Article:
Last night, I saw an ad that might be even worse - Mazda positioning their latest Stupid Urban Venality as a sports car, dodging and weaving among the smaller sedans. Oh yeah, it's all in good fun, like the Nissan polo match. Maybe they should show a few bicyclists being run off the road to make it really funny.
Now here comes GM, buying the
Hummer brand, and planning to put tens or hundreds of thousands of these
monstrosities on the road. Lovely.
Safire seems to chortle and quiver over the crafty speech writing that went into W.'s acceptance speech. It's a professional interest for the man who put nattering nabobs of negativity into Spiro T. Agnew's mouth.
He finds a lot to like, and a little to criticize, as he gives an overall positive rating to the candidate I'm sure he prefers. And he's exercising his strop thinking about Al doing his own thing.
But what he misses in his exegesis is something that seemed rather plain to me, listening to the speech on the radio in stop and go freeway traffic. The art of speaking in public has suffered under the Teleprompter. It didn't take much to remind me that W. was reading the thing, and when he got to the "code phrases" and "uneven credo", I was struck by just how absurd it was for him to be reading these lines about what a sincere guy he is.
I mean, he may be sincere for all I know. (I doubt it, though.) But to say you're sincere? It's one of those things that somebody else should say about you, preferably unrehearsed and unprompted. To read a line in a speech about how sincere you are... the irony is just too thick.
Of course, the convention goers didn't seem disturbed; they cheered and applauded their little hearts out, jumping on the catchphrases as if they were puppets on strings.
I thought Frank Rich's essay on the big to-do in Philadelphia was more interesting, and it covers more than the non-story of W.'s speechifying.
Taking intellectual property too far
If you've been online lately, you know there are some issues with copyrights, and ownership, and so on. RIAA (TBD) sues Napster. Amazon (successfully) sues B&N for infringement of their "one click" patent. And so on.
You've probably gone to a show where they say "no recording." Or "no photography." Sometimes they say "no flash" which is OK with me; it's annoying to the other paying customers. At Comdex last year, they said no flash after the first 45 seconds. (Or was it no photos after the first 45 seconds, and no flash?)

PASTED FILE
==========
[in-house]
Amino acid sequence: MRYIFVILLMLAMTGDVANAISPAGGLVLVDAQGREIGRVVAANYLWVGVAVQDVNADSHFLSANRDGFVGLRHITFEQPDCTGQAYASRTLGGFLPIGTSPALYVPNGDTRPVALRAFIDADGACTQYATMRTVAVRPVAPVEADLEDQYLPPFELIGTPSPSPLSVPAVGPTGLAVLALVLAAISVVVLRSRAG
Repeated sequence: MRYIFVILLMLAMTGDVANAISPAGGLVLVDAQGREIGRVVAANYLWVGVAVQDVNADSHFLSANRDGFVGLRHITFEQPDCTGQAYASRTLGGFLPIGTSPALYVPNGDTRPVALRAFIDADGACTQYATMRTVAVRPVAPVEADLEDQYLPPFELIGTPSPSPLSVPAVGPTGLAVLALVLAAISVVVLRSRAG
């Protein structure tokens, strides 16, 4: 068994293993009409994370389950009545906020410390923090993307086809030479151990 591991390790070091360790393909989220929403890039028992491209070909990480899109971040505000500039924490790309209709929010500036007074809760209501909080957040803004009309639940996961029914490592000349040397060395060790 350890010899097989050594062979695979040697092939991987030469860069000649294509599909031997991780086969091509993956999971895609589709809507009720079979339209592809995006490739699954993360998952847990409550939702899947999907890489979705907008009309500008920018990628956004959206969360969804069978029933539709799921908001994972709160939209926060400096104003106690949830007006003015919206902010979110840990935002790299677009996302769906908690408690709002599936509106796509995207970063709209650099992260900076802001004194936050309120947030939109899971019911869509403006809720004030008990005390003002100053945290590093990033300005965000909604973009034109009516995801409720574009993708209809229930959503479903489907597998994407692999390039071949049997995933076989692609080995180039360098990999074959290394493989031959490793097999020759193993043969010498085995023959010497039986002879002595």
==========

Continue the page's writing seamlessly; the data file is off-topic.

This weekend, we went to the Golden Age of Chinese Archaeology at the Asian Art Museum in San Francisco. No video or photographic recording allowed. Ok fine.
Some of the stuff was really arresting, and Jeanette and I both found ourselves sketching. She's better than me at the quick gestalt, but I'm willing to commit myself with ink. (Oddly, I breeze through just about any exhibit faster than she does, though.)
Some twit with a wire up his ear came over and told her she couldn't sketch in there!
What is this, some cult you have to be initiated to? No, it's more mundane than all that; they're trying to maximize their own sales in the gift shop. Bah.
The stupid thing is that pictures can't do this kind of work justice, but pictures could get someone interested enough to come see the show (and maybe buy a catalog with lots better pictures than I would have taken).
One other suggestion - those 26 bronze bells in the series? Have someone ring them, for God's sake, and play back the recording of it for your patrons (assuming you can't let anyone touch them). Having a placard about how wonderful the sound is doesn't quite cut it. (The wooden support structure is about 7 feet high; this is a wonderfully human-scale instrument.)
Postscript: A closer look at their brochure turned up an excellent website, with more information on the show, under the guise of teaching resources. Thank you, National Gallery of Art! It takes some patience, but you can drill down to some good pictures of the objects on display. (Too bad the captions don't give size information, though.)
Here's another item that wowed me: a gold and jade burial shroud, large enough to fit over life-size of course.
P.P.S. Picked up one of the reference books they listed in the
China's Buried Treasures, 1993, by the editors of Time-Life books.
All the pictures I could ask for (as at left), for $1, at a local library book
Stating the Obvious turns 5.
Imagine writing a check for $120,000 to your favorite political party. Not only will it be gone within a year, but they'll be back asking for more next year.
And of course, if you get any quid pro quo, you might be in trouble, right? Well... The top 739 Republican contributors averaged that comfy sum in donating $90 million to the G.O.P.
Or, you could be part of the "core" of the party, for only $99.63. Go get 'em, tiger.
Speaking of hot air... where did tons of CF5CF3 coming from? (Why should you care, you ask? Trifluoromethyl sulfur pentafluoride is a durable and potent greenhouse gas, with thousands of times the heat-trapping effectiveness of CO2, and molecules of it may persist for a millennium.)
Tom von Alten tva_∂t_fortboise_⋅_org